Delayed-harvest regulations allow single-hook, artificial lures and flies only and any trout caught must be returned to the water from Nov. 1-May 14. During this period, no trout may be harvested or in an angler's possession. After May 14, general trout regulations once again apply and trout may be harvested by any legal means.

"Delayed harvest for trout was first initiated on the Chattooga River on a trial basis," Rankin said. "It has gone on to be a huge success with anglers ever since."

It also provides quality fly fishing for trout during the winter months. During November and December, the stocked fish are naïve and relatively easy to catch. By the time late winter arrives and the trout have become more stream wise, these same fish can present a challenge as daunting as any stream-born native.

These special regulations apply to the two-mile section upstream of the S.C. 28 Bridge to the confluence with Reed Creek. There are trails that closely follow the water and access is easy.

Any variety of small or medium-sized nymphs drifted near the river bottom will catch fish. It's important nymph presentations are dead-drifted.

That means the fly should move through the water at the same rate as the current - no slower and certainly no faster. A strike indicator attached to the leader will help show the rate at which the underwater flies are moving.

A weighted streamer or Woolly Bugger dead-drifted through deep runs and pools with the occasional twitch can surprise with a large brown trout from this section. The winter months are notorious for good rivers giving up their largest trout to unsuspecting anglers.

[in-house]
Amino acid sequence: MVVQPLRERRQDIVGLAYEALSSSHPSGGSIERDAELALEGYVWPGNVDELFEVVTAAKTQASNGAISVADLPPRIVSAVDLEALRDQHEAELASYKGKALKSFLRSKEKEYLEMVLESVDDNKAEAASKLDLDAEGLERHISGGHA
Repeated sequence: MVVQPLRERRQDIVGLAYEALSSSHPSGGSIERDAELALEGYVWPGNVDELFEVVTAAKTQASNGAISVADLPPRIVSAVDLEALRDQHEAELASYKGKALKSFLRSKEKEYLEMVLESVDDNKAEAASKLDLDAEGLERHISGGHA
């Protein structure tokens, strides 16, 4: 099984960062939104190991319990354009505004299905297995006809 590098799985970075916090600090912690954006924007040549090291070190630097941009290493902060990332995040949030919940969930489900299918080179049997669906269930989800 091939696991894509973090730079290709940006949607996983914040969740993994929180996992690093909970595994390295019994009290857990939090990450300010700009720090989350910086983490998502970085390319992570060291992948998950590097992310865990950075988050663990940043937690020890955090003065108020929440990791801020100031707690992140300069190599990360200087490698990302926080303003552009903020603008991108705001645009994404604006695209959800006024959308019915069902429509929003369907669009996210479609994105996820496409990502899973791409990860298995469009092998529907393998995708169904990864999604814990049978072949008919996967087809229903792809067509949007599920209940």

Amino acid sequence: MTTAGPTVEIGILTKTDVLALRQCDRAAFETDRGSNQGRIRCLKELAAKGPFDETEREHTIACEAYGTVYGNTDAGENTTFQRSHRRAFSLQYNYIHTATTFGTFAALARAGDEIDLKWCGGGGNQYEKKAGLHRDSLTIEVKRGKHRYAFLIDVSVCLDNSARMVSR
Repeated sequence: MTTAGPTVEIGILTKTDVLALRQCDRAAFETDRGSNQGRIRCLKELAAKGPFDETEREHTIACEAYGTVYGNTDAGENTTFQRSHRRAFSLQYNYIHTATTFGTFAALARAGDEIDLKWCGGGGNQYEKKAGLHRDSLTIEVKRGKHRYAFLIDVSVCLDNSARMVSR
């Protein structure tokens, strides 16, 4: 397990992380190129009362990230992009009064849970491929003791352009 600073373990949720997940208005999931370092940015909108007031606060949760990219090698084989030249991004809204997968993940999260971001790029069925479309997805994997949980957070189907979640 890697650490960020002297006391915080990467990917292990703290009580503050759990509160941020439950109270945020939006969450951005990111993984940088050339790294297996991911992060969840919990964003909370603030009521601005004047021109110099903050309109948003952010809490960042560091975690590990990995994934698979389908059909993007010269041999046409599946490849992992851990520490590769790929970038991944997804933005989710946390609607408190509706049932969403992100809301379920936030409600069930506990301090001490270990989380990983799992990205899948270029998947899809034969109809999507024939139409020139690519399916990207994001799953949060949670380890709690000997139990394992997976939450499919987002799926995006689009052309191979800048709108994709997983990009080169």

South Carolina and Georgia have a reciprocal fishing license agreement so the holder of either state's fishing license can fish from any side of the river and be legal.

Middle Saluda River

The Middle Saluda River is a rollicking mountain stream that originates high in Jones Gap State Park in northern Greenville County. Most of the upper section in the Park is small, tight pocket water with a healthy population of small, but wild, rainbow trout.

A special-regulations section exists from the lower footbridge in Jones Gap State Park downstream to Hugh Smith Road. Only single-hook lures or flies may be used here and catch-and-release regulations apply year-round. All fish caught must be returned to the river, unharmed, throughout the entire year.

The DNR and Mountain Bridge Chapter of Trout Unlimited of Greenville jointly sponsor and fund a feeding program in this section of the stream.

The program became a reality when Dan Rankin decided to create a trophy trout fishery for the public.

"Some folks such as fly fishermen want to go and have a quality experience," Rankin said. "So we're just trying to offer some diversity for people."

South Carolina leases this section of river from private landowners and manages it as a "Quality Fishing Zone." It's been extremely popular experiment, particularly with fly anglers.

The feeding program and special regulations have appeared to make a difference. The average trout size in this section is several inches larger than those in the river upstream in the park.

The river is heavily shaded and receives little sun during the winter. Small Mayfly nymphs and Woolly Buggers slowly dead-drifted through the many deep runs and pools will catch fish throughout the winter.

Fishing is permitted only Mondays, Wednesdays and Fridays with a special daily permit available on site.

Saluda River Tailwater

The lower Saluda River is certainly the most improbable of S.C. trout streams.